We are living in a so-called golden age of technology. It is an inescapable fact of contemporary existence, so much so that we’re completely reliant on it for the majority of our communication with others. And while it’s never been easier to deliver a message to someone, why does it seem that we’re drifting further apart to a place where genuine connection is harder and harder to achieve. This question is at the centre of Spike Jonze’s latest magnificent film, Her.

It stars Joaquin Phoenix as Theodore Twombly, a melancholic man with a well-coiffed mustache and wardrobe full of faded button downs and obscenely high-waisted trousers who uses a computer program to handwrite other people’s letters for a living in the not-too-distant future. Nursing his heart from a failed marriage, he’s unable to connect the women around him, be they seeking saucy cybersex or demanding dates two, three and four in the same breath as delivering bossy kissing tutorials. He seems more content to wander around aimlessly, earpiece in ear to drown out the world around him.

After he installs a new operating system who calls herself Samantha (delightfully voiced by Scarlett Johanssen), the seemingly banal task changes the course of his life when he falls in love with her. That premise given to another director might have turned out a one-note, predictable “odd couple” romantic comedy or overly cerebral sci-fi dystopia. Instead Jonze delivers a thought-provoking, honest story about the ups and downs of a relationship.

Instantly, from the first moment her husky, lilting voice is heard, Samantha sounds unabashedly genuine and about as unrobotic as possible. She knows just what to say, laughs at all the right times and helps coax Theodore out of his vulnerable shell. It’s not hard to see why he falls for her – she’s light and easy and always there to listen.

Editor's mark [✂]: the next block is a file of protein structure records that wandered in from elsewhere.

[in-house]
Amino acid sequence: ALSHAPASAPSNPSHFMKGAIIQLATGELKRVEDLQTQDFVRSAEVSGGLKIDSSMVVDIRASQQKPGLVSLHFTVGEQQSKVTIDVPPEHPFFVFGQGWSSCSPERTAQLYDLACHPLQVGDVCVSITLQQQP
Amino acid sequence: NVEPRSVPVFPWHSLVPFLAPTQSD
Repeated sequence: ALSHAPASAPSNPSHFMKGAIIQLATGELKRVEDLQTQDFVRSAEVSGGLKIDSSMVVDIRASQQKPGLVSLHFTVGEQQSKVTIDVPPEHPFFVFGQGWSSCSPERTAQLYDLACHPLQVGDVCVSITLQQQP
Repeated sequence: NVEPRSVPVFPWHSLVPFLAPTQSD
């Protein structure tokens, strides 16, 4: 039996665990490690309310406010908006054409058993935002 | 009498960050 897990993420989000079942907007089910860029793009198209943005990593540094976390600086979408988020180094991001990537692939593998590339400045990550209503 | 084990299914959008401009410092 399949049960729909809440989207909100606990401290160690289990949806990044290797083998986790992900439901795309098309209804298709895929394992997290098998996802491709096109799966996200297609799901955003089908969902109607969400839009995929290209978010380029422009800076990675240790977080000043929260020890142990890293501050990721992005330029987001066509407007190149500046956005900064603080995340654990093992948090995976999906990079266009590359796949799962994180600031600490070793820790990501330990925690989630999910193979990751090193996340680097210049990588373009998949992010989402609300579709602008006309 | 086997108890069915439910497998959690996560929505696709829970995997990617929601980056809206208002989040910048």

The burgeoning intimacy between the two builds to consummation and the screen tastefully fades to black, leaving the viewer with only the words and sounds of two lovers discovering new sides of each other for the first time. Their experience has an overall transcendent quality to it and the depth of affection that follows seems to question whether we even need a body to experience love at all.

Certainly anyone who’s ever been in a long-distance relationship can tell you that it’s possible to sustain love without physical proximity. Samantha grows to accept the physical limitations placed on her within the boundaries of their relationship, especially after her suggestion of experimenting with a sex surrogate standing in for her goes predictably awry.

As their love deepens, the film raises all kinds of interesting questions surrounding the legitimacy of relationships. She woefully questions whether her growing feelings are just a matter of programming, and as the honeymoon phase wears off, they experience all the conflict, jealousy and unraveling of a so-called “real” relationship.

The film is full of neat visual touches, like when Theodore has his sights on a tea kettle boiling atop an old gas stove as their relationship is literally reaching its boiling point. As Samantha’s character experiences far more growth than her emotionally stunted counterpart, she’s able to exist on a variety of levels that he cannot even begin to comprehend.

Ultimately, she becomes a catalyst for him to resolve some of his personal issues, resulting in a tender and eccentric take on contemporary love that manages to be at times both heart-warming and heart-breaking.